“Mama,” she exclaims, “the water’s getting into my castle — it’s ruining it!”
“Well, you should’ve built it farther in,” the mother replies. The daughter pouts, then stares at her creation being invaded by frothy lips. The child’s brother runs up to the sandcastle, stomps on it, cackles, then runs off. The little architect screams and chases him. Two seagulls, in concert, repeat her shriek as they circle the Ammophila breviligulata covered dune. Dark beige remnants of the miniature fortress dissolve and reform into indistinct heaps, combining with the random arrangement of golden quartz crystals. The water laps at them, the wind whirls them across the marshy stretch of Sandwich, Massachusetts. The Second Law of Thermodynamics triumphs again.
I have always thought it interesting that science holds no dictum which prevents these grains from forming into a citadel or a bridge, yet the nature of events always follows the same route. Mountains crumble into boulders, icicles melt into water droplets, and the shoreline erodes into particles. Entropy increases. Against the reality of time’s inexorable arrow, I often wonder about my usefulness. Where do I fit into the cosmic picture? Is it a tale “full of sound and fury, signifying nothing,” as Macbeth lamented or does the entirety inside everything matter down to the last quark (and beyond)?
Astronomers know that the brightest stars burn for the shortest periods. In a few billion years, our own star will mushroom and life on Earth will cease. In the face of such a future what consequence do a handful more novels or a smattering less essays have? Does a destiny where nothing happens for eternity heed our creativity? Will our endeavors, all evanescent, play a role in that black finality? I envision the minuscule flaxen specks making up this Sandwich beach as countless clocks. What a lot they have witnessed, from the fleeting human history upon this headland to the cavalcade of geology that configured Cape Cod. I leave the sediments to their contemplative countdown and, crossing over the boardwalk, spy a heron engaged in digging through the murky swamp the other side of the seashore. We pay little heed to astronomical scales, the heron and I; We are each involved with the daily task of survival. However, I and the heron are spheres apart: I too expectant of the future, the bird pragmatic in the present.
Speeding away from the waterfront I chance upon a handmade signpost that states, “Glassblower” with an arrow pointing towards a wood-chip strewn track. I pull over and head in, unsure why I am making the detour — the word itself entices me and this is the first I have seen a marquee for it. Hidden inside a pine grove is a broad shingled house with a corrugated barn in the backyard. As I approach the barn hissing and thudding issues forth. Inside a village of furnaces belch and gurgle. Two women flit from oven to oven carrying long metal poles which glow at the far end like fireballs. One of them notices me and says, “Welcome! Be right with you.” I nod and feel comfortable to slink forward into the searing workspace. Gusts suffuse every exposed skin surface like the sun of a thousand deserts. The lady who greeted me rolls her blazing crimson bauble back and forth while the other gently blows into the end of its rod. The sphere expands, radiating tender shades of gold and blue from the carmine mix.
The bulbous shape metamorphoses as the staff is swung pendulum-style. Over and over the mass re-enters the furnace, strengthening in the heat while it transubstantiates into a pitcher. As one glassmaker applies a giant tweezer to the end of the ewer, the other gently rubs the lip with a wooden paddle. Glass moves like silk, smooth and pliant under their touch, drooping at the corners, eager to behave. The mouth of the jug enlarges and folds in to form a curled opening. Watching these masters forge their composition out of molten silica I marvel at how the constituents making up the beach now turn into something else extraordinary. From granules to glass to vessel, for a short time disorder is turned into order. One day this artifact will decay and return to a minute grain of sand upon some distant wilderness, but for a moment it stays the hand of chaos. Low entropy prevails.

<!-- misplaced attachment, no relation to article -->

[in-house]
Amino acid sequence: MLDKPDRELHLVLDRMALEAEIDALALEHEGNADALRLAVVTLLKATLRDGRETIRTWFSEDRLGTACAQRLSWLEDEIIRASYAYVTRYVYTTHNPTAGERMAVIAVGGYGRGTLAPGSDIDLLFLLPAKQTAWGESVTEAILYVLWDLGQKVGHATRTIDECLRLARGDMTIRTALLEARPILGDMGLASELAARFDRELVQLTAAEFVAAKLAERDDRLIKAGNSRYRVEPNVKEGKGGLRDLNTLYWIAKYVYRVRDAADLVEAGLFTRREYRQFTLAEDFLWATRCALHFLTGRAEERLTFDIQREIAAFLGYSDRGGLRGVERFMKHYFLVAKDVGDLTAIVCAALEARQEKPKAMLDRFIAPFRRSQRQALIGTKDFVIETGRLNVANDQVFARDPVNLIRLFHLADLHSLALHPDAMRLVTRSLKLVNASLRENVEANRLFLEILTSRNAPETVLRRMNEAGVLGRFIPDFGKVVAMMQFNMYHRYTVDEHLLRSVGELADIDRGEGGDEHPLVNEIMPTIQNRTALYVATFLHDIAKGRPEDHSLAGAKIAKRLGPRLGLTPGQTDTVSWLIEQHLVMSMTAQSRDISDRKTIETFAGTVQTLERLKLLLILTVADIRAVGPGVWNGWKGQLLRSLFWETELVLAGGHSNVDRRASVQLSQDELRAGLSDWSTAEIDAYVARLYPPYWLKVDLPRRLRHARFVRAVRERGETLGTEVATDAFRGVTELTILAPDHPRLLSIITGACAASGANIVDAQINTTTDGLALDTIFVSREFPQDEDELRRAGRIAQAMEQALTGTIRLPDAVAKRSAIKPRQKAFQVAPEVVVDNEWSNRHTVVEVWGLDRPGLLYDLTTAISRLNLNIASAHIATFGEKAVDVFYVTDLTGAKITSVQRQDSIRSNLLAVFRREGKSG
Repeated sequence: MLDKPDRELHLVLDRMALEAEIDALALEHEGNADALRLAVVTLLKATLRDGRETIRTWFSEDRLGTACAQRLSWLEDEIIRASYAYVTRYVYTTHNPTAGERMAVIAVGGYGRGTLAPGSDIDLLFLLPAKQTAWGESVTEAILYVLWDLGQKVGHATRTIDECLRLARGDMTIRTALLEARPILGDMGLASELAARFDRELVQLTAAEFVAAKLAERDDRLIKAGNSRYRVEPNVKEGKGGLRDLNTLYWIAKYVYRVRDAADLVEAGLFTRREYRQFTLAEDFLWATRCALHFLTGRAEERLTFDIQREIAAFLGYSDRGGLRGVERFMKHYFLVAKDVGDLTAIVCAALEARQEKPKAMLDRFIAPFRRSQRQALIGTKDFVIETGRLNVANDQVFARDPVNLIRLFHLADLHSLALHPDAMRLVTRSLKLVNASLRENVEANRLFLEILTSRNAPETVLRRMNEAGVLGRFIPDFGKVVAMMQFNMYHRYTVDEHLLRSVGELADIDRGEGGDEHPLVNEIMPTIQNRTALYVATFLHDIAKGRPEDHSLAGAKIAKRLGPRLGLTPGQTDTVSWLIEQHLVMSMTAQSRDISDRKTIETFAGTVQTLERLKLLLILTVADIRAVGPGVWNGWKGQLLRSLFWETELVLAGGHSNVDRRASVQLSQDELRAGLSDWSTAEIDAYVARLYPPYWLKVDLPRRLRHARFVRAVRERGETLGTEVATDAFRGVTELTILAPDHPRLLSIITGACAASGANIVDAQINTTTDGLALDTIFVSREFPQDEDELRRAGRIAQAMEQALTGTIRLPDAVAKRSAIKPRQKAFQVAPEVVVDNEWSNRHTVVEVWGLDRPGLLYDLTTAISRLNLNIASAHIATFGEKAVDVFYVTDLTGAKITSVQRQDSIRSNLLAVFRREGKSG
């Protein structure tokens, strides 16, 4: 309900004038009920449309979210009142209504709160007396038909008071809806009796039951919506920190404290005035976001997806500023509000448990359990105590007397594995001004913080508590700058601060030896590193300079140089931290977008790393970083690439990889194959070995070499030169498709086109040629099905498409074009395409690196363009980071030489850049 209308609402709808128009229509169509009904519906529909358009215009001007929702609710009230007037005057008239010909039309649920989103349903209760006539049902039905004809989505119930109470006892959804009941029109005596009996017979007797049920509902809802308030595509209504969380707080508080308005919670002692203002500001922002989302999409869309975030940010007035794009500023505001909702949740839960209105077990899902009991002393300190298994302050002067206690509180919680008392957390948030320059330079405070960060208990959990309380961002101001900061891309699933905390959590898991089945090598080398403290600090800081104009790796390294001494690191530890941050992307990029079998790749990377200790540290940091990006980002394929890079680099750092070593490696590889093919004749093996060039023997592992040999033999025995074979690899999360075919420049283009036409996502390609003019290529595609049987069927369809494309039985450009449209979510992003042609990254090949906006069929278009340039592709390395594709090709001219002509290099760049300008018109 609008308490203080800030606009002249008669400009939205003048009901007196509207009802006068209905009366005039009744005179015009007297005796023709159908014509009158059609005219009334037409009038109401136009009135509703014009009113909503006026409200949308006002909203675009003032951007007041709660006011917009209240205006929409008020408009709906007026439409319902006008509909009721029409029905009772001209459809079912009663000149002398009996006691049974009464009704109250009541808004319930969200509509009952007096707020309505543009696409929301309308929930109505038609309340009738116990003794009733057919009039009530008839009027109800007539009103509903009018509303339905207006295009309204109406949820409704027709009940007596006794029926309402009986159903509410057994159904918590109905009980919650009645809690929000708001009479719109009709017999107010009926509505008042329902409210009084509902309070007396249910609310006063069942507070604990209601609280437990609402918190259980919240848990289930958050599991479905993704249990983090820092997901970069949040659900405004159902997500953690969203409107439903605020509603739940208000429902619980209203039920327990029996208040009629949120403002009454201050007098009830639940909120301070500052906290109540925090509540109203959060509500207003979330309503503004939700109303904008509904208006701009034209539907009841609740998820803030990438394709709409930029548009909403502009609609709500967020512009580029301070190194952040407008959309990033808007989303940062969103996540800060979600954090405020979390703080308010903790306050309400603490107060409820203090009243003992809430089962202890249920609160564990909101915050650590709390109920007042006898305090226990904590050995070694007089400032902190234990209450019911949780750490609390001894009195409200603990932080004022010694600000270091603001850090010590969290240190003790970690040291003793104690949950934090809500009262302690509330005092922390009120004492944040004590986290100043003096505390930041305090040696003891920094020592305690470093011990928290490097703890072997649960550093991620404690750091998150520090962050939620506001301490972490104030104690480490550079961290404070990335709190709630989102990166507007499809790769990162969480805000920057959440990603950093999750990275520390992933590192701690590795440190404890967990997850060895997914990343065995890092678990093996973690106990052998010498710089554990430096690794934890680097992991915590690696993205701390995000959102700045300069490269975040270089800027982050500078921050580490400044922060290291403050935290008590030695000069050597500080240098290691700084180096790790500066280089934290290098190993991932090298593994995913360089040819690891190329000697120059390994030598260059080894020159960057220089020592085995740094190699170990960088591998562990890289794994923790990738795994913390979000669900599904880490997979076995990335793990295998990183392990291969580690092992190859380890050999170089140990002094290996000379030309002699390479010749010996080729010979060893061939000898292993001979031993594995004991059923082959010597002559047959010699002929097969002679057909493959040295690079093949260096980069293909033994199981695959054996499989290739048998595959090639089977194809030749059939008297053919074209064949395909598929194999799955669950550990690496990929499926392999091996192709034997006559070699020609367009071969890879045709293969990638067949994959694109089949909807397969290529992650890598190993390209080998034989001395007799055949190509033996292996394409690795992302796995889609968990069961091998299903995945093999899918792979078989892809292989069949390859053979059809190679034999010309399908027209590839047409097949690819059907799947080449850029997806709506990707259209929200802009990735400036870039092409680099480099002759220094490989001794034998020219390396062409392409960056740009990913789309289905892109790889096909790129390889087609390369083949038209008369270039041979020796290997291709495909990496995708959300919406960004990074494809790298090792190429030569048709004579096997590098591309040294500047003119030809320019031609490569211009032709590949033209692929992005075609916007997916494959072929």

Poet Kathleen Raine explores the idea of encountering universes within objects, in her work “Spell of Creation.” “Within the flower lies a seed,” she writes, “within the seed there springs a tree, within the tree there spreads a wood.” She expands upwards discovering the sea, the sky, and the sun. From the sun she finds a fire that matches a burning within her, transforming her heart and eye until finally,
“Within the eye, earth, sea and sky,
Earth, sky and sea within an O
Lie like the seed within the flower.”
Thinking about the poem I remember a capture taken by NASA probe Voyager 1. Six billion kilometers (3.7 billion miles) from us, on its way to the furthest reaches of interstellar medium, the spacecraft looked back and took a snapshot of Earth. In the image we are a barely perceptible blue dot of light amidst a black canvas. Staring at this pinpoint of illumination fills me with eerie joy and perhaps in it lies the answer to my uncertainty. While we hurtle towards our dark fate we strive to create worlds of beauty out of that glowing speck so that our inconsequential macrocosms may shine brightly, adding to the twinkling pixel we call home, for however short a duration.
Skilled English and Irish glass artisans arrived in Cape Cod, Massachusetts in the mid-nineteenth century to work at the Boston and Sandwich Glass Company. Merchandise produced by the firm were noted for their intense color and remain coveted antiques. Pieces can be seen at the Sandwich Glass Museum, which also features modern glassmakers’ products and has glass blowing demonstrations.
What gives you daily inspiration?